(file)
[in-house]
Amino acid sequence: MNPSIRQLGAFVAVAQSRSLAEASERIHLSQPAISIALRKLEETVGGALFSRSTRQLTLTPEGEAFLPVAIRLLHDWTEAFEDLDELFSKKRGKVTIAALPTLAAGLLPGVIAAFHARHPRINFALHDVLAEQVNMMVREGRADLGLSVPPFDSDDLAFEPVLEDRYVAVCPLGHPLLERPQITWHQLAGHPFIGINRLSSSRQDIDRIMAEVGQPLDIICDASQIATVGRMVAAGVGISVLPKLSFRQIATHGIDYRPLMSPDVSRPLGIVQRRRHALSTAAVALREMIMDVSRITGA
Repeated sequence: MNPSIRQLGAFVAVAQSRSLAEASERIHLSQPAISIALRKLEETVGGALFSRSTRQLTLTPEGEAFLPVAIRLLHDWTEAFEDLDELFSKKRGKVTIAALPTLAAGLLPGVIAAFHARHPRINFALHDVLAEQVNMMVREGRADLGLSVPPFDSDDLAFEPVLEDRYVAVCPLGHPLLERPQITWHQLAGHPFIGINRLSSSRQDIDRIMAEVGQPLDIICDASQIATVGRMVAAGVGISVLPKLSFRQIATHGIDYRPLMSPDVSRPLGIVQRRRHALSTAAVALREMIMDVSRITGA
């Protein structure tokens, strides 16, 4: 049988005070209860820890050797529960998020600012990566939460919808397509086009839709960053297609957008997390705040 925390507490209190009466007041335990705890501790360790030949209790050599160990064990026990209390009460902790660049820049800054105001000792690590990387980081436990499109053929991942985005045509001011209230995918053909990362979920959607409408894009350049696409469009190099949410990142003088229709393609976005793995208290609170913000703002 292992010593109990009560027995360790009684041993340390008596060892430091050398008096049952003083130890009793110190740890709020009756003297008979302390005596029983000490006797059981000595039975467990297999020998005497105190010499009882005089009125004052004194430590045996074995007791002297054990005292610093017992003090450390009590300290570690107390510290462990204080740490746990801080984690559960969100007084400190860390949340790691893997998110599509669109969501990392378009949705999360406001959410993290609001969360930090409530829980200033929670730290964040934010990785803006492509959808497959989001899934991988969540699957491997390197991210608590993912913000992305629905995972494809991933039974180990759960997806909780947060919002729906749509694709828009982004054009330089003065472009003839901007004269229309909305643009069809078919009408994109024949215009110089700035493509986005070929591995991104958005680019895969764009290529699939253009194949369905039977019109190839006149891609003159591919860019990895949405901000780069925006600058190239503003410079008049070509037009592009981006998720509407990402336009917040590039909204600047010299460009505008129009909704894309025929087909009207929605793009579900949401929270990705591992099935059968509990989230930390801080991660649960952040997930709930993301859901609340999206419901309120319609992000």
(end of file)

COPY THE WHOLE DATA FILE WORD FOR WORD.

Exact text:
[in-house]
Amino acid sequence: MNPSIRQLGAFVAVAQSRSLAEASERIHLSQPAISIALRKLEETVGGALFSRSTRQLTLTPEGEAFLPVAIRLLHDWTEAFEDLDELFSKKRGKVTIAALPTLAAGLLPGVIAAFHARHPRINFALHDVLAEQVNMMVREGRADLGLSVPPFDSDDLAFEPVLEDRYVAVCPLGHPLLERPQITWHQLAGHPFIGINRLSSSRQDIDRIMAEVGQPLDIICDASQIATVGRMVAAGVGISVLPKLSFRQIATHGIDYRPLMSPDVSRPLGIVQRRRHALSTAAVALREMIMDVSRITGA
Repeated sequence: MNPSIRQLGAFVAVAQSRSLAEASERIHLSQPAISIALRKLEETVGGALFSRSTRQLTLTPEGEAFLPVAIRLLHDWTEAFEDLDELFSKKRGKVTIAALPTLAAGLLPGVIAAFHARHPRINFALHDVLAEQVNMMVREGRADLGLSVPPFDSDDLAFEPVLEDRYVAVCPLGHPLLERPQITWHQLAGHPFIGINRLSSSRQDIDRIMAEVGQPLDIICDASQIATVGRMVAAGVGISVLPKLSFRQIATHGIDYRPLMSPDVSRPLGIVQRRRHALSTAAVALREMIMDVSRITGA
């Protein structure tokens, strides 16, 4: 049988005070209860820890050797529960998020600012990566939460919808397509086009839709960053297609957008997390705040 925390507490209190009466007041335990705890501790360790030949209790050599160990064990026990209390009460902790660049820049800054105001000792690590990387980081436990499109053929991942985005045509001011209230995918053909990362979920959607409408894009350049696409469009190099949410990142003088229709393609976005793995208290609170913000703002 292992010593109990009560027995360790009684041993340390008596060892430091050398008096049952003083130890009793110190740890709020009756003297008979302390005596029983000490006797059981000595039975467990297999020998005497105190010499009882005089009125004052004194430590045996074995007791002297054990005292610093017992003090450390009590300290570690107390510290462990204080740490746990801080984690559960969100007084400190860390949340790691893997998110599509669109969501990392378009949705999360406001959410993290609001969360930090409530829980200033929670730290964040934010990785803006492509959808497959989001899934991988969540699957491997390197991210608590993912913000992305629905995972494809991933039974180990759960997806909780947060919002729906749509694709828009982004054009330089003065472009003839901007004269229309909305643009069809078919009408994109024949215009110089700035493509986005070929591995991104958005680019895969764009290529699939253009194949369905039977019109190839006149891609003159591919860019990895949405901000780069925006600058190239503003410079008049070509037009592009981006998720509407990402336009917040590039909204600047010299460009505008129009909704894309025929087909009207929605793009579900949401929270990705591992099935059968509990989230930390801080991660649960952040997930709930993301859901609340999206419901309120319609992000």